Almost three times as many have signed up for health care coverage through state-run health exchanges than through the federal government’s marketplace as part of the Affordable Care Act, the Department of Health and Human Services reported Wednesday.
The numbers — approximately 79,000 people through the 15 run state-exchanges as opposed to approximately 27,000 through the 36 federally run exchanges — encompass the first month of the open-enrollment period from Oct. 1 to Nov. 2.
California leads the nation with more than 35,000 people enrolled in the program, while Florida, long seen as a battleground of the ACA with its large elderly population, has seen slightly more than 3,500 enrollees.
Five states — Alaska, Delaware, North Dakota, South Dakota and Wyoming, who all use the federal exchange — have each had less than 100 people enroll using their site.
HHS Secretary Kathleen Sebelius added that nearly 1 million people have been approved through the verification process, but are yet to select a plan. She remained upbeat about the program, despite lower-than-expected enrollment numbers as the federal government anticipated 500,000 signups in the first month.
“The promise of quality affordable coverage is increasingly becoming reality for this first wave of applicants to the Health Insurance Marketplaces,” Sebelius said in a statement. “There is no doubt the level of interest is strong. We expect enrollment will grow substantially throughout the next five months, mirroring the pattern that Massachusetts experienced. We also expect that the numbers will grow as the website, healthcare.gov, continues to make steady improvements.”
The pattern in Massachusetts Sebelius is referring to is the experience state had when it implemented a similar system in January 2007 under the reform package that served as the model for the ACA.
Only 153 signed up in November 2006, but by December of the following year, 158,000 were enrolled. The initial figure was only 0.3 percent of estimated enrollees in Massachusetts, compared with 1.5 percent for the nationwide experience, according to HHS.
While some states faced early technical glitches, none of them compare to the federal government’s site, healthgare.gov. The site has been unable to handle the volume of traffic and has become the punch line of politicians who disagreed with the ACA from the beginning, seeing the website’s failures as a microcosm of the entire program.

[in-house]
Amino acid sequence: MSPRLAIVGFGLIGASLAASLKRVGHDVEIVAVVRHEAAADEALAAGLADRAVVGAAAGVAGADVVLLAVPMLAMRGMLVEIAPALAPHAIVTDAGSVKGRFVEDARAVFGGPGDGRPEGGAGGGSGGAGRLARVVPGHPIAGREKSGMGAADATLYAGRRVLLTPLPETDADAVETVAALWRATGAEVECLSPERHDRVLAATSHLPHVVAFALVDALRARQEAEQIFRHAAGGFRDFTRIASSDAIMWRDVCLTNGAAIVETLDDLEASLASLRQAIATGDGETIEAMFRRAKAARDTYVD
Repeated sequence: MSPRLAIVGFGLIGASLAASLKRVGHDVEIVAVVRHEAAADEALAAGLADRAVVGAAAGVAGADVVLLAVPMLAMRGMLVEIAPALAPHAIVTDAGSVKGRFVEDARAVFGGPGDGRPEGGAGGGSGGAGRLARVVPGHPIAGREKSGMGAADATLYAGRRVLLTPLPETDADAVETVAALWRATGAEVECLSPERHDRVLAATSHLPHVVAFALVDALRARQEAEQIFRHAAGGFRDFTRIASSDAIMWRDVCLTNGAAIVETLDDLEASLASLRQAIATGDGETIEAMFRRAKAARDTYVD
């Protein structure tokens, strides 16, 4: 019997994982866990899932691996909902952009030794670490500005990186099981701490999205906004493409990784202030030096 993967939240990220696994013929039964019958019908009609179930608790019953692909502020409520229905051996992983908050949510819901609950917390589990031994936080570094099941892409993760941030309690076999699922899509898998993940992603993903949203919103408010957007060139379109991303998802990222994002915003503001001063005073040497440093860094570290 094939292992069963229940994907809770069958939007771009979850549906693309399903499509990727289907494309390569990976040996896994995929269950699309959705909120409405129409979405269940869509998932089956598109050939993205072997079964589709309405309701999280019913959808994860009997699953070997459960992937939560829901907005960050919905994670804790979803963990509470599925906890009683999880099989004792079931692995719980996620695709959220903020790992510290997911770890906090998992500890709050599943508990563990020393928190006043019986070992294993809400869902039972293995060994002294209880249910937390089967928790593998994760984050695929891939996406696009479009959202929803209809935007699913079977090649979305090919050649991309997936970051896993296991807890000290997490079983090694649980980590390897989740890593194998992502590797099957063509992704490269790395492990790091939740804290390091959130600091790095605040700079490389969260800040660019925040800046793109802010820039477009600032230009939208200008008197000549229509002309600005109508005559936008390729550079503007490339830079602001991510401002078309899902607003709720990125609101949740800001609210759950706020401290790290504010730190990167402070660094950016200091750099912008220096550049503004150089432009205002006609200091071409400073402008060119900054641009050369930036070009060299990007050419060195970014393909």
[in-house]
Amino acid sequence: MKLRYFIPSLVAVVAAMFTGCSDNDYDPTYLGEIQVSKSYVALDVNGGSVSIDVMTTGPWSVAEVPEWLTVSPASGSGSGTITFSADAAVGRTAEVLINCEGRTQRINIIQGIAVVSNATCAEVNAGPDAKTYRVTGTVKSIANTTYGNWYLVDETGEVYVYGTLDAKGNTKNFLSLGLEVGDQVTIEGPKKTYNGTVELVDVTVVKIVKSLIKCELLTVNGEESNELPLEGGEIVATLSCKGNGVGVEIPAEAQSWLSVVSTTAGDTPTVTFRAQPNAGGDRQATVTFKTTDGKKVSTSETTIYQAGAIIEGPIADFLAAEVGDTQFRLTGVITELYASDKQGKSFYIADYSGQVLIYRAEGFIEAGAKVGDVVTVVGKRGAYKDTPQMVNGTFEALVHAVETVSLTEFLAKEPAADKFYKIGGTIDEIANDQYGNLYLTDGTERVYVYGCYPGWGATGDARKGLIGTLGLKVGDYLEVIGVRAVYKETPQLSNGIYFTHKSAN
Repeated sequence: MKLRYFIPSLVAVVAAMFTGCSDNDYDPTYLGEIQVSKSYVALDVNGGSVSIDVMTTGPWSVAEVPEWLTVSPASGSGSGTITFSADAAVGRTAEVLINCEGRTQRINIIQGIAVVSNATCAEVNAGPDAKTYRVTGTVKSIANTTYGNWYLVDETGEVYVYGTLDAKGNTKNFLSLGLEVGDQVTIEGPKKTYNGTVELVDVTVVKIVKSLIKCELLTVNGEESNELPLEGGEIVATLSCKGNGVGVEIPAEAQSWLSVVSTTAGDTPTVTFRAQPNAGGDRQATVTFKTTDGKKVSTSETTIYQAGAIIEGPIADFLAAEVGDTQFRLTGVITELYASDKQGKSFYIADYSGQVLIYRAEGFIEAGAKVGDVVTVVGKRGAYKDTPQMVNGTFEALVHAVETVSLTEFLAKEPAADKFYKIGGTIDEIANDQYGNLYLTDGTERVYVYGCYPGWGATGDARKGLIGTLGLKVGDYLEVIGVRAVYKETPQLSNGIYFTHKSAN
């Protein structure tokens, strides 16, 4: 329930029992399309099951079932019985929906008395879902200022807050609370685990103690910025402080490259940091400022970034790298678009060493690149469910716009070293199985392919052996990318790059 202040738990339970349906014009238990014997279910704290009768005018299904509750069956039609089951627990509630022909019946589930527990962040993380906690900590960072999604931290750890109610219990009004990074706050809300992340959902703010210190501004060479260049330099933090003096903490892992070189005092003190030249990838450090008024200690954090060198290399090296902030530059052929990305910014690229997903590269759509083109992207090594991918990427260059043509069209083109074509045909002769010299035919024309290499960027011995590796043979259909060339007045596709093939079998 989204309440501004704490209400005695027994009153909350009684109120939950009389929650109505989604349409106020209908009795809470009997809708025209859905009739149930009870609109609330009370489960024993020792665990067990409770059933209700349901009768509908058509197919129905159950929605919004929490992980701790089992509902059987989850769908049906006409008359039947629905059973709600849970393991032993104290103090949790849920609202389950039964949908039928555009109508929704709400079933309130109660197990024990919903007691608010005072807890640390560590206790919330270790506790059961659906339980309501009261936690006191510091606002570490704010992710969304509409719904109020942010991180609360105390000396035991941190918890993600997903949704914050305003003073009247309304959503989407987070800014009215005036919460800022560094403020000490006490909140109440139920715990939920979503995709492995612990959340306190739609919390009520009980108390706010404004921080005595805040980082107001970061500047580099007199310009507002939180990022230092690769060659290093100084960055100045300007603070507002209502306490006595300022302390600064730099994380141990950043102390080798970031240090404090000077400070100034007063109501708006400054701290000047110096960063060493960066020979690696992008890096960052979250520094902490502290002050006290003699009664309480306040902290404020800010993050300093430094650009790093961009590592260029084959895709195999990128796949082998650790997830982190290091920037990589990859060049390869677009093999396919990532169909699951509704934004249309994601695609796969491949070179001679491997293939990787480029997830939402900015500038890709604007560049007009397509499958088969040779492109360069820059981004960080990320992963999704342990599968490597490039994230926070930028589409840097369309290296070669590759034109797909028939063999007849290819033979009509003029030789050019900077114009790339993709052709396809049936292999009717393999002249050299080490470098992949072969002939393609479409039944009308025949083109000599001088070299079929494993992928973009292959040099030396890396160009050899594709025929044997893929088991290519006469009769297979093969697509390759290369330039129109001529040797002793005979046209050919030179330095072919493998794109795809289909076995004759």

“It is embarrassing that the Obama administration cannot produce a functional website, especially when so many individuals are relying on that site to purchase health insurance for themselves or their families,” Oklahoma Gov. Mary Fallin said. “Everything about the disastrous launch of healthcare.gov reinforces what many Oklahomans have been saying for years: Obamacare is an unworkable and unaffordable train wreck. It is clear that even some supporters of the law, like former President Bill Clinton, are now reaching that same conclusion.”
Federal technology leaders were called to Capitol Hill on Wednesday to testify before the House oversight committee on the problems with the site and what is being done to fix it.
“They weren’t ready — they weren’t close to ready,” committee Chairman Rep. Darrell Issa, R-Calif., said during the hearing, adding healthcare.gov turned into a “monumental” mistake instead of an “IT success story.”
Obama has enlisted the help of Jeff Zients, the longtime deputy director for management of the Office of Management and Budget who also served as Obama’s chief performance officer for the federal government.
Zients has said the problems facing healthcare.gov will be fixed by the end of the month and he has enlisted the help of U.S. Chief Technology Officer Todd Park, the former CTO of HHS.
As part of the ACA, states were required to have an exchange in place Oct. 1 for early enrollment. States could use a federally provided model through healthcare.gov, run by HHS or create their own exchange within the state.
The states that declined the federal government’s solution did so for a myriad of reasons. Some states, like Nevada, had Republican governors who strongly opposed the ACA and thus did not want the federal government running their systems. Some, like Colorado, had a third party willing and able to run the exchange on behalf of the state.
And other states, such as Washington, simply felt they do a better job than the feds.
“If you don’t do it as a state, then you’re deferring it to the federal government,” said Washington State Insurance Commissioner Mike Kreidler in a 2012 interview. “And I think everyone, from a bipartisan approach, would agree that Washington State is better off doing it for ourselves.”